What are the recruiting duties in May for UGA’s Mark Richt and Georgia Tech’s Paul Johnson?
May is the busiest month of the spring for recruiting, with college coaches hitting the road to visit the high schools of prospects across the country.
However, the head coaches are prevented from joining the rest of their staff on the road this month, per NCAA rules. It’s the assistants who get to have all the fun and log the frequent-flyer miles.
So what do the head coaches do in May? A lot more than you think, and it’s mostly behind the scenes.
“You’ve got Skyping, you’ve got phone calls, you’re studying film, and you’re kind of tracking where everybody is – who has committed and who is thinking about committing soon,” Richt told the AJC.
“You’re constantly looking at the recruiting board to constantly see where we are at, and trying to make these decisions. A coach will see a guy on Monday, and he’ll get the information to our recruiting personnel. They’ll show that film to me, and let me see what I think about them. Before we offer anybody at Georgia, I’ve got to make sure I’m comfortable with it.”
Over at Georgia Tech, Johnson is doing the same type of things while his staff is traveling.
“Recruiting goes on the whole time,” Johnson told the AJC. “Kids stop by for unofficial visits. They’re in here most every day. When school is out, they’re always here. There’s always something to do. You’ve got camps to get ready for, you’ve got booster club functions … there’s something to do all the time.”
Due to NCAA rules, head coaches can no longer stop by high schools to observe a top prospect during his spring practice. How do Richt and Johnson feel about that? Do they miss it?
“For me personally, I think it’s OK by me,” Richt said. “When head coaches walk into schools, sometimes it becomes very difficult not to bump into this kid or that kid. And it just becomes very, very tough. I think in the past, most head coaches weren’t necessarily evaluating players [during the spring]. I think most we’re proving ‘we want you’ and all those kinds of things. It’s a non-contact period for me, and an evaluation period for our assistants. I think the assistants can do a great job with getting things done.”
And Johnson? “The kids come to our camps, and we see them. It’s not as big of a deal anymore with as fast as the recruiting process has moved up. A lot of times, you have to decide if you’re going to offer them before you get to see them work out in the spring anyways … If I had my druthers, I would like to go to the school in the spring. It creates an impression when you go to the school.”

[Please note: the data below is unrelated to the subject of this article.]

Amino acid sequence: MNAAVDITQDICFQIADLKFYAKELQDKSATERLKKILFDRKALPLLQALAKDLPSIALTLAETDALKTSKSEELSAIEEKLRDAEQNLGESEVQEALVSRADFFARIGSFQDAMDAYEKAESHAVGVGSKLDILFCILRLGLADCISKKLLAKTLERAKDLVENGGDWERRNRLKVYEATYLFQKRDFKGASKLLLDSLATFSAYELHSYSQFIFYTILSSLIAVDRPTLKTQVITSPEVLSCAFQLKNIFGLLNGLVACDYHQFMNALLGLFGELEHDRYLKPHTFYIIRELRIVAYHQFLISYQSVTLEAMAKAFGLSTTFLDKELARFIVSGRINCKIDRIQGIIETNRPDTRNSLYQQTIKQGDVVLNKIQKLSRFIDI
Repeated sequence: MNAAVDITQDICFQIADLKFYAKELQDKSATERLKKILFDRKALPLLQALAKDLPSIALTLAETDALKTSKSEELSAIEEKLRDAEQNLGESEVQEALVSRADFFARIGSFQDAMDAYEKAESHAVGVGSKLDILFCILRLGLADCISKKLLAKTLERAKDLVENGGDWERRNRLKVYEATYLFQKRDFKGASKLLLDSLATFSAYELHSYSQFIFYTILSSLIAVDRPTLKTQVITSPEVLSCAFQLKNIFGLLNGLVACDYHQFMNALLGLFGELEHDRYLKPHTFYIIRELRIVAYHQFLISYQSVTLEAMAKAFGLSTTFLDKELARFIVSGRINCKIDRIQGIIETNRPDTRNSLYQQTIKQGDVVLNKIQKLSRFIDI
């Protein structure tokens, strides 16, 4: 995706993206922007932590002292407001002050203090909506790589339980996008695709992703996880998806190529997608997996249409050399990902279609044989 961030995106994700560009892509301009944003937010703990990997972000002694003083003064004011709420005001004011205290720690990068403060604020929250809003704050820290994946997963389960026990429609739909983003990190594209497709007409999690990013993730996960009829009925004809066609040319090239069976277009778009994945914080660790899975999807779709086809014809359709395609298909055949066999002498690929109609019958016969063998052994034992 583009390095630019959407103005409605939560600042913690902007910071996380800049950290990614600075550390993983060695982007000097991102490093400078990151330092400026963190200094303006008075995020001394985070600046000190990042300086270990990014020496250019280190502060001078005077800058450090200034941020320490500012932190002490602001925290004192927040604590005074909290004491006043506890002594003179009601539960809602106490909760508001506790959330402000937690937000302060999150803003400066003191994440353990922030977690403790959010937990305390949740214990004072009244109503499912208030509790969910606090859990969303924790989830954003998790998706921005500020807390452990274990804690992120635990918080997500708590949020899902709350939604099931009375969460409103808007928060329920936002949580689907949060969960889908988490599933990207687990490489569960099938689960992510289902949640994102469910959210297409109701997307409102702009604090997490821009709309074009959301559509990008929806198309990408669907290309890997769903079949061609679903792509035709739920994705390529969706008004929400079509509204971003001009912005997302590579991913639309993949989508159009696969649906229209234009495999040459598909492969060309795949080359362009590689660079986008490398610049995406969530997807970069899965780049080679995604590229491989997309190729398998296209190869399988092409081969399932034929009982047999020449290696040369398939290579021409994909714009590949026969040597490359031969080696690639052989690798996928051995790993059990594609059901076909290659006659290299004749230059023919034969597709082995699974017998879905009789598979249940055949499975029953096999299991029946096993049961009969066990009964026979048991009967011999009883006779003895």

Even though both coaches can’t be on road with their assistants in May, they know and appreciate the value of May evaluation period.
“We beat the bushes, making sure we’re seeing everybody we possibly can see in the state of Georgia … and, of course, in nearby states and wherever else somebody may have an interest in the University of Georgia,” Richt said. “You know, you see a lot of film and you can make judgments on film. But there’s nothing like seeing guys in person. We want to see the guy in person, and go talk to their coach, their counselors, their principals, and anybody else we can talk to … to find out more about them as a person and a student because that’s so valuable as well. Because the recruiting clock, I guess, has sped up to a degree, you want to have more peace about what you’re doing by getting to know more about these young men.”
UPDATE: Actually, Mark Richt will not be able to call recruits for two weeks, according to the Athens Banner-Herald’s Marc Weiszer. The two-week penalty, which ends on Monday, is due to an NCAA secondary violation for Richt publicly commenting on Josh Harvey-Clemons before his letter-of-intent was received and approved by UGA.
LATEST RECRUITING HEADLINES
WHEN DOES FOOTBALL SEASON START?
AJC’S INSTANT RECRUITING CLASSICS
– By Michael Carvell, AJC Recruiting Blog
Note: Inappropriate BLOG comments and personal attacks will NOT be tolerated. We love the lively discussions but hate-filled, harassing and irresponsible comments are unacceptable.